As more and more of our daily life becomes automated, analyzed, and interconnected, people look forward to the Consumer Electronics Show (CES) every year to learn about emerging tech and its potential application to everyday life.

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From thin laptops with gorgeous displays, to a rollable television screen, to a sleep mask that gently encourages you to change positions when snoring, this year’s event was a veritable cornucopia of experimental and soon-to-be-released gadgets and gadgetry that will make life easier, more efficient, and (frankly) more fun.

With CES 2019 recently coming to a close, we decided to take a look in Juristat Platform to discover where certain popular technologies stand today. There were certainly a few trends worth exploring, and we decided to apply our keen eye for patent context to some of the more impactful discoveries at this year’s convention.

 

Technology that furthers artificial intelligence

  • Self-driving cars were all the rage at CES 2019, with Lyft allowing attendees to participate in their autonomous car program. Panels discussing predictive maintenance, biometric vehicle access, heads-up window displays, and in-vehicle marketing imagine what the technology will look like in the next few years or decades, while the advent of the 5G network and edge computing has engineers excited for the future of connected cars.

  • Whirlpool introduced their smart tabletop oven that can identify foods in order to cook them properly. The oven uses a set of algorithms to automatically cook each food at the ideal temperature and time, with 11 cooking modes to ensure quality baked goodness. (Image Credit)

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  • Patent Highlight: Voice-powered smart speakers (Amazon Alexa, Google Home)

    • The digital assistant wars took center stage at this year’s CES. Amazon and Google each put in the effort to prove that their own device is the best platform to operate our smart homes, connected cars, and voice-powered offices. According to Adobe, 32% of consumers own a smart speaker, and standing out in a saturated market is the new name of the game.

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Technology that transforms the mundane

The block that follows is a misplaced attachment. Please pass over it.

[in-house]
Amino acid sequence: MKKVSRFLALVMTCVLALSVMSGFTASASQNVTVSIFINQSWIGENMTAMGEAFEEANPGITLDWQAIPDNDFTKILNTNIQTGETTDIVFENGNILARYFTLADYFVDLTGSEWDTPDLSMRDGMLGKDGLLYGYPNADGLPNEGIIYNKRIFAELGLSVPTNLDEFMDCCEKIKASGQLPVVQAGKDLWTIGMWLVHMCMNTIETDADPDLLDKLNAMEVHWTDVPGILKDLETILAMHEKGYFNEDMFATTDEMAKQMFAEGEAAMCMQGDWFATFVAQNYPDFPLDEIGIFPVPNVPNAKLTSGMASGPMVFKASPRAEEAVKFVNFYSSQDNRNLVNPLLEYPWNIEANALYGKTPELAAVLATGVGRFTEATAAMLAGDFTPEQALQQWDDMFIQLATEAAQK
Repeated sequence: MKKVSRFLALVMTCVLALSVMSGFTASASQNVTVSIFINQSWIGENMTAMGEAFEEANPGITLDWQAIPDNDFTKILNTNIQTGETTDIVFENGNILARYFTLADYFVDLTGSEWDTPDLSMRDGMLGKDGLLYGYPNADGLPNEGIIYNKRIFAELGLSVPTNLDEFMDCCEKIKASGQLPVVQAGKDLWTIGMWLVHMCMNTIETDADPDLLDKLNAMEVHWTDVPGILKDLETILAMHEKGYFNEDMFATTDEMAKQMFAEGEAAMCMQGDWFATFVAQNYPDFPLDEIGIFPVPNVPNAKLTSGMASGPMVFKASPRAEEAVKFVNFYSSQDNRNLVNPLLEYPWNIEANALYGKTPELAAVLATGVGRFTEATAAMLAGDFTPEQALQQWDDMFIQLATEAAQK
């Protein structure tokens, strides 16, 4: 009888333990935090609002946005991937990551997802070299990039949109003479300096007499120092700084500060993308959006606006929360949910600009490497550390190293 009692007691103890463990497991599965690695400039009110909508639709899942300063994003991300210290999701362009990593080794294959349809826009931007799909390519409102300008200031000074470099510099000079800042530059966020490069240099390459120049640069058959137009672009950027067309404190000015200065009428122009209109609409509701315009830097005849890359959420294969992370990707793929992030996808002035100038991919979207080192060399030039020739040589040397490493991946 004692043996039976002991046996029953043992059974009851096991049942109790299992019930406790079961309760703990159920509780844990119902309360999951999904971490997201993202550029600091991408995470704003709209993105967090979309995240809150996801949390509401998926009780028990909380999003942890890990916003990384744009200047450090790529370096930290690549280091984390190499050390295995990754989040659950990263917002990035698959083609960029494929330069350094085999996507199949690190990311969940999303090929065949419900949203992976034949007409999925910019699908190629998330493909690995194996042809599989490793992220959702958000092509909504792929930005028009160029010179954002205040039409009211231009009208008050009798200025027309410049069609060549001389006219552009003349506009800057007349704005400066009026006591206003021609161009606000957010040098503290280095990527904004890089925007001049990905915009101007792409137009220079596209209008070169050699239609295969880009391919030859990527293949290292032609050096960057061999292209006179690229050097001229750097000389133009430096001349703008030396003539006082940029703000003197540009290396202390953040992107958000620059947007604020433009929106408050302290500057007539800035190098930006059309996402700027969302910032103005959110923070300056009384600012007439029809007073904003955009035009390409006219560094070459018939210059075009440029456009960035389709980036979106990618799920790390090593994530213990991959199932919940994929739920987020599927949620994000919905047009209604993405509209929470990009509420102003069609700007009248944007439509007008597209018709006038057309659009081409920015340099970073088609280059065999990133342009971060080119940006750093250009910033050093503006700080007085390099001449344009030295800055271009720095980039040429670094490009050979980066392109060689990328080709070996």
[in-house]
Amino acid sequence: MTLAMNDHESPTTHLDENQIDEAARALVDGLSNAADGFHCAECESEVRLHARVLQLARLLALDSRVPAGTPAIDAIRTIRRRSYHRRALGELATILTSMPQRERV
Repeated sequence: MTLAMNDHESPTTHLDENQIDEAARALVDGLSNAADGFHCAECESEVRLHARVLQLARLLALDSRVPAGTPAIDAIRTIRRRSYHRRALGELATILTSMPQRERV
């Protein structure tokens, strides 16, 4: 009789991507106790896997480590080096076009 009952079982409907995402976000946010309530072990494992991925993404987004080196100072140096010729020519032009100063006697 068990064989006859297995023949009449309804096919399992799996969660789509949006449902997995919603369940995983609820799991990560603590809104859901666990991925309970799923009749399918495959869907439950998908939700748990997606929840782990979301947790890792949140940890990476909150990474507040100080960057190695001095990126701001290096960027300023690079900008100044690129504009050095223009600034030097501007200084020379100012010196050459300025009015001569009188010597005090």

• Home security just got drone-ified. Sunflower Labs created a security system that dispatches security drones when it detects suspicious activity through motion sensors. The drone is called the bee, it lives in a hub station called the hive, and has sunflower garden lights that can sense different motion patterns. (Image Credit)

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  • Biometric security measures are becoming more and more common, and the B-Secur Heart key technology continues that trend. The tech is built on the supposition that the rhythm of every individual’s heartbeats is as unique as our fingerprints or iris patterns.

  • Patent Highlight: 5G

    • With both Verizon and AT&T claiming that they were the first to harness 5G technology, the overall rollout of the next-gen tech was a tad bit disappointing. There were only a few products that could actually connect to the network, with more vendors discussing the potential for the tech as opposed to actually showcasing its use. CES 2019 will be remembered as a basic introduction to 5G, but the race to provide the technology to consumers is far from over.

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Technology that improves your health

  • Nicknamed the 10-second toothbrush, the Y-Brush is out to challenge the common dentist adage that you need to brush your teeth for at least two minutes for a thorough clean. Resembling a small mouthguard, the tray is lined with nylon bristles which are operated by a small handle with a large trapezoid-shaped motor that vibrates to clean your teeth.